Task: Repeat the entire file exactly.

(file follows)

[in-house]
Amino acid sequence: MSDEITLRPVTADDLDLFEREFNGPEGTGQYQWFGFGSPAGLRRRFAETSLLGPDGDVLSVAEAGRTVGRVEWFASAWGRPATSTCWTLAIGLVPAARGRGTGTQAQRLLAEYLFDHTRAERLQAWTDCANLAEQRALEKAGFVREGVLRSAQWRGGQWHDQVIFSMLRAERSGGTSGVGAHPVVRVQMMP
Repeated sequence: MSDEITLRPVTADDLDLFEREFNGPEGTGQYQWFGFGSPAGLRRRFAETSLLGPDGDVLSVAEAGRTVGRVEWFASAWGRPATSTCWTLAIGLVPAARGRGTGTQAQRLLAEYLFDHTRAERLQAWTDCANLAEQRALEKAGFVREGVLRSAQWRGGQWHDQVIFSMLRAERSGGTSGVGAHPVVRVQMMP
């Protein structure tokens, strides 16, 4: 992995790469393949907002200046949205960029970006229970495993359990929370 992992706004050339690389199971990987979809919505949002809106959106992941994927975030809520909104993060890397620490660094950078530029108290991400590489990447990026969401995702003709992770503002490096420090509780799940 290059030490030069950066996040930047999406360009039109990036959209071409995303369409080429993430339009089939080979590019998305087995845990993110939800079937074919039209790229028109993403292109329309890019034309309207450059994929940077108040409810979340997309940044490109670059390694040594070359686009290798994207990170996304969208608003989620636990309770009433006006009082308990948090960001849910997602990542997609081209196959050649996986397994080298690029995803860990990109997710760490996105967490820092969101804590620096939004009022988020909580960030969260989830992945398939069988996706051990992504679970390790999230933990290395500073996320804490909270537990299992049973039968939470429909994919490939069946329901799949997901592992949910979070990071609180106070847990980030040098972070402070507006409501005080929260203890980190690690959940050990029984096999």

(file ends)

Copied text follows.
[in-house]
Amino acid sequence: MSDEITLRPVTADDLDLFEREFNGPEGTGQYQWFGFGSPAGLRRRFAETSLLGPDGDVLSVAEAGRTVGRVEWFASAWGRPATSTCWTLAIGLVPAARGRGTGTQAQRLLAEYLFDHTRAERLQAWTDCANLAEQRALEKAGFVREGVLRSAQWRGGQWHDQVIFSMLRAERSGGTSGVGAHPVVRVQMMP
Repeated sequence: MSDEITLRPVTADDLDLFEREFNGPEGTGQYQWFGFGSPAGLRRRFAETSLLGPDGDVLSVAEAGRTVGRVEWFASAWGRPATSTCWTLAIGLVPAARGRGTGTQAQRLLAEYLFDHTRAERLQAWTDCANLAEQRALEKAGFVREGVLRSAQWRGGQWHDQVIFSMLRAERSGGTSGVGAHPVVRVQMMP
């Protein structure tokens, strides 16, 4: 992995790469393949907002200046949205960029970006229970495993359990929370 992992706004050339690389199971990987979809919505949002809106959106992941994927975030809520909104993060890397620490660094950078530029108290991400590489990447990026969401995702003709992770503002490096420090509780799940 290059030490030069950066996040930047999406360009039109990036959209071409995303369409080429993430339009089939080979590019998305087995845990993110939800079937074919039209790229028109993403292109329309890019034309309207450059994929940077108040409810979340997309940044490109670059390694040594070359686009290798994207990170996304969208608003989620636990309770009433006006009082308990948090960001849910997602990542997609081209196959050649996986397994080298690029995803860990990109997710760490996105967490820092969101804590620096939004009022988020909580960030969260989830992945398939069988996706051990992504679970390790999230933990290395500073996320804490909270537990299992049973039968939470429909994919490939069946329901799949997901592992949910979070990071609180106070847990980030040098972070402070507006409501005080929260203890980190690690959940050990029984096999």